SYNC 2020 Special Sessions

"Intersectional Stigma Experiences and Access to Care"
Thursday, September 10, 2020 / 4:30 PM - 6:00 PM

Session Overview & Objectives

During this session, participants will learn how stigma undermines access to care in marginalized communities, most notably racial and ethnic groups and sexual and gender minorities, which bear a disparate burden of non-communicable and infectious diseases, such as HIV, hepatitis, and COVID-19. 

Stigma in this session will be described as a set of interrelated oppressions based on clients’ race, sexual orientation, gender expression, and/or health status. Several persons with HIV will describe the impact of stigma in their lives. Providers, in turn, will discuss evidence-based approaches to improving access to care among underserved client populations. Participants will have an opportunity to submit questions before and after the session.


Ending the HIV Epidemic and Social Justice: COVID-19, HIV, and the Black Communities Pre-Conference Webinar

The COVID-19 global pandemic has highlighted the inequitable distribution of health risk and disease among Black communities in the U.S. In addition to accounting for 42% of all new HIV cases in the U.S. annually, the Centers for Disease Control and Prevention (CDC) report that Blacks are 5.0 times more likely than whites to have COVID-19, and are 3.8 times more likely to die from it. HIV and COVID-19 disparities reflect socioeconomic inequities common in many Black communities, such as poverty, lack of insurance, and under/unemployment, which create barriers to testing, treatment, and care. Addressing the intersection of these diseases has been challenging as public officials work to incorporate social justice issues thoughtfully into public health policy and practice and large numbers of the HIV public health workforce are redirected from HIV to COVID-19.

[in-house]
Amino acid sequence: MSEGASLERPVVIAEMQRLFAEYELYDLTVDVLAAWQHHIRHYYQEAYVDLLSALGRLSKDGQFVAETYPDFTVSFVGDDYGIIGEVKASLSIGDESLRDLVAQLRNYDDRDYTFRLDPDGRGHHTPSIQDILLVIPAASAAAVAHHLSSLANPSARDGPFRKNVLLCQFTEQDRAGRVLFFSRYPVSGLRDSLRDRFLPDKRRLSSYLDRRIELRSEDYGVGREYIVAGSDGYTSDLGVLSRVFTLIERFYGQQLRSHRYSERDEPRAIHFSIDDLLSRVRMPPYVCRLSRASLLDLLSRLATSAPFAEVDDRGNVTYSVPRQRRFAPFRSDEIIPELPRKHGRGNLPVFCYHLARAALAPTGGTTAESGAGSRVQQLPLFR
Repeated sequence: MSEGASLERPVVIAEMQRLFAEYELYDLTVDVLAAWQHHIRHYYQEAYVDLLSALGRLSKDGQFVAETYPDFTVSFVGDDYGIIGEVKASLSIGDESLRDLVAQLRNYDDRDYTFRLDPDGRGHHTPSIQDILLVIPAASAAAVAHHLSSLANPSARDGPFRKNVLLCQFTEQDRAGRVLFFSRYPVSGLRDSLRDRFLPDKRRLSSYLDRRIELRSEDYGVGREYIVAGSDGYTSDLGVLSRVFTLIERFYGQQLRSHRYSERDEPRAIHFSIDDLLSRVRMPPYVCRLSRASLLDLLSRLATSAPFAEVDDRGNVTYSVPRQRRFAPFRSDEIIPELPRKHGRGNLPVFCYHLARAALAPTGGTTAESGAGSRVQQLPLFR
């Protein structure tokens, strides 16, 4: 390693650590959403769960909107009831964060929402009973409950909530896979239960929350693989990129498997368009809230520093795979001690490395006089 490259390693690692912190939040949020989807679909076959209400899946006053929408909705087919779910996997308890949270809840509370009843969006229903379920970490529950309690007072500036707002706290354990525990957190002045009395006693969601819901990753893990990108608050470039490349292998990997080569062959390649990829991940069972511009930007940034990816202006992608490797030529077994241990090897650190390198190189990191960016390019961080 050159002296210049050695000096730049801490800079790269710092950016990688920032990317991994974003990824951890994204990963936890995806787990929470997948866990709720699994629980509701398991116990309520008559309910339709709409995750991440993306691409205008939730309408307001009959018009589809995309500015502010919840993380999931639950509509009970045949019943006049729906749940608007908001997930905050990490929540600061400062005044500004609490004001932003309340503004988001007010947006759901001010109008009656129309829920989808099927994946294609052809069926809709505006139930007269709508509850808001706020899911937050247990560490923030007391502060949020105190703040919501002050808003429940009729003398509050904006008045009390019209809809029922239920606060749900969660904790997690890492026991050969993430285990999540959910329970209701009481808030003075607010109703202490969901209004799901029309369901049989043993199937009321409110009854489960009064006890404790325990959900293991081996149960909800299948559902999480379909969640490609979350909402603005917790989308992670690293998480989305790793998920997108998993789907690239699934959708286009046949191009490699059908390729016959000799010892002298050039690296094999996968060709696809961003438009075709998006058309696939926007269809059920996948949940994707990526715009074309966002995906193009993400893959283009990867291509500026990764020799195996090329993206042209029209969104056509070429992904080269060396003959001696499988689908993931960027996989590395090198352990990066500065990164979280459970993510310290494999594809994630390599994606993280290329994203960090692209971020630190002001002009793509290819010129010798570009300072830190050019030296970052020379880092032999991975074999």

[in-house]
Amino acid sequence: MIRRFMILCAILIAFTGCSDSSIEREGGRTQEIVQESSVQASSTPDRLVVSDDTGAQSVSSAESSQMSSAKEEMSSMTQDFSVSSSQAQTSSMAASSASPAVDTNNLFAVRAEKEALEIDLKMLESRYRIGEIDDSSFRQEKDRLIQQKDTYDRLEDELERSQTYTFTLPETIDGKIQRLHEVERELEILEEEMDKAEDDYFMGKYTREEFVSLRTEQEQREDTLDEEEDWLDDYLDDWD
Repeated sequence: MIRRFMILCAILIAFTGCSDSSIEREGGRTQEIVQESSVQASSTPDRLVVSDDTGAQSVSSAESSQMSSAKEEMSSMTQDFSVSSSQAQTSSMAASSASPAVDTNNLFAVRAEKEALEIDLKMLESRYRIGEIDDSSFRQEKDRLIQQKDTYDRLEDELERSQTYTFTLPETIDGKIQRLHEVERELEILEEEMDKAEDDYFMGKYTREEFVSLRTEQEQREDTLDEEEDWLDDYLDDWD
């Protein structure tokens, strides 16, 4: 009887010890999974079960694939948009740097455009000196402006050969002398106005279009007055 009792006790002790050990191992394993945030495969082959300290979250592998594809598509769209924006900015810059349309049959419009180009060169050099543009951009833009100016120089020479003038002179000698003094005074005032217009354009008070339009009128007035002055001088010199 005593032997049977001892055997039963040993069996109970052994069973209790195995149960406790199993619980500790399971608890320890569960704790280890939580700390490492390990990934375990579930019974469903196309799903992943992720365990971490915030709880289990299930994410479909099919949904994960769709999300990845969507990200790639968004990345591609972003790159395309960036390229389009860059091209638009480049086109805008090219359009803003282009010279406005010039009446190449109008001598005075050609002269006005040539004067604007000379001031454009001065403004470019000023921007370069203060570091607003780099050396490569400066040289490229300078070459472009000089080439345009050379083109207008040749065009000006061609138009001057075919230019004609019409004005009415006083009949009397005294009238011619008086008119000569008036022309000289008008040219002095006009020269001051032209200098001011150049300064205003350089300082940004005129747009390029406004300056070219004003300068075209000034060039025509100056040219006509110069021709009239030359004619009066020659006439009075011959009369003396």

Those who view this pre-conference session will be able to: 

1.  Illustrate the impact of the COVID-19 pandemic on EHE, racial and ethnic communities, and health care systems. 

2.  Highlight how systemic health and social inequities continue to impact the lives of Black communities.

3.  Discuss methods for reframing public health responses as social justice issues.

4.  Provide practical solutions for modifying programming and services to address systemic health and social inequalities.